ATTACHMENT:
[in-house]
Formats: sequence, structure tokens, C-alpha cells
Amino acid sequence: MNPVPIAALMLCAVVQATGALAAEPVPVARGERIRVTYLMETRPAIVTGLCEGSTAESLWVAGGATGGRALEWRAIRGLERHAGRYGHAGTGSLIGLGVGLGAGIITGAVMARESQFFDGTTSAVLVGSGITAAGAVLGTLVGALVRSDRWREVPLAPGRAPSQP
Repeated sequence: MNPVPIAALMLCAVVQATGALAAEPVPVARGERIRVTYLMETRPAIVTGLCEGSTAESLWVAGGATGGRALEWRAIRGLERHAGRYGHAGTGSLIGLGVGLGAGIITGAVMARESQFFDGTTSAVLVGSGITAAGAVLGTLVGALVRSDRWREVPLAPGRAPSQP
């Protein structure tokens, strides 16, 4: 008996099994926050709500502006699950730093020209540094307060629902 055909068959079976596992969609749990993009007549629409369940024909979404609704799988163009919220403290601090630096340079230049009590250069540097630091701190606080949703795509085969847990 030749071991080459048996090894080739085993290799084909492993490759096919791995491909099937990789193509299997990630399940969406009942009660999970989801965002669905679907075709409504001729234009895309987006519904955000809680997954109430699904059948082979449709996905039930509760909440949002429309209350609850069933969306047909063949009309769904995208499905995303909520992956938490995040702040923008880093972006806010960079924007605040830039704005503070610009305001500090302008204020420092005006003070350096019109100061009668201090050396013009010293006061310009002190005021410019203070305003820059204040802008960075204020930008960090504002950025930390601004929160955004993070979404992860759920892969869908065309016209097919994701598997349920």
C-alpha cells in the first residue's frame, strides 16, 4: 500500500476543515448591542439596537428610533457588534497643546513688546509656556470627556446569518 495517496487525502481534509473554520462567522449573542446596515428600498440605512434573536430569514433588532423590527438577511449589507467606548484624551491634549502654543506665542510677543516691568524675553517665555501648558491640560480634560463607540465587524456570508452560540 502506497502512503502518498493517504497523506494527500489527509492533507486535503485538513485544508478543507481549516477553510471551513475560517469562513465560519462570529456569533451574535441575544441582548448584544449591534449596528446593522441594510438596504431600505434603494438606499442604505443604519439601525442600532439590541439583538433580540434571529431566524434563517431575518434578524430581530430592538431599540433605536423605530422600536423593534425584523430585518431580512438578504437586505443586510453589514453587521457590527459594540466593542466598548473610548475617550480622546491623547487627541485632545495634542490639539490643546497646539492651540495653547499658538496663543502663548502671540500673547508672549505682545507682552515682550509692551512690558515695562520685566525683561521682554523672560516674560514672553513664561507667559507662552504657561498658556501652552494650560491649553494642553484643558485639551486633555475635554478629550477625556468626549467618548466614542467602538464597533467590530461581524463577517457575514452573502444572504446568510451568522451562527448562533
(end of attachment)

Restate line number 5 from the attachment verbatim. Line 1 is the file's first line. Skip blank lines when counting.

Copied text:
């Protein structure tokens, strides 16, 4: 008996099994926050709500502006699950730093020209540094307060629902 055909068959079976596992969609749990993009007549629409369940024909979404609704799988163009919220403290601090630096340079230049009590250069540097630091701190606080949703795509085969847990 030749071991080459048996090894080739085993290799084909492993490759096919791995491909099937990789193509299997990630399940969406009942009660999970989801965002669905679907075709409504001729234009895309987006519904955000809680997954109430699904059948082979449709996905039930509760909440949002429309209350609850069933969306047909063949009309769904995208499905995303909520992956938490995040702040923008880093972006806010960079924007605040830039704005503070610009305001500090302008204020420092005006003070350096019109100061009668201090050396013009010293006061310009002190005021410019203070305003820059204040802008960075204020930008960090504002950025930390601004929160955004993070979404992860759920892969869908065309016209097919994701598997349920």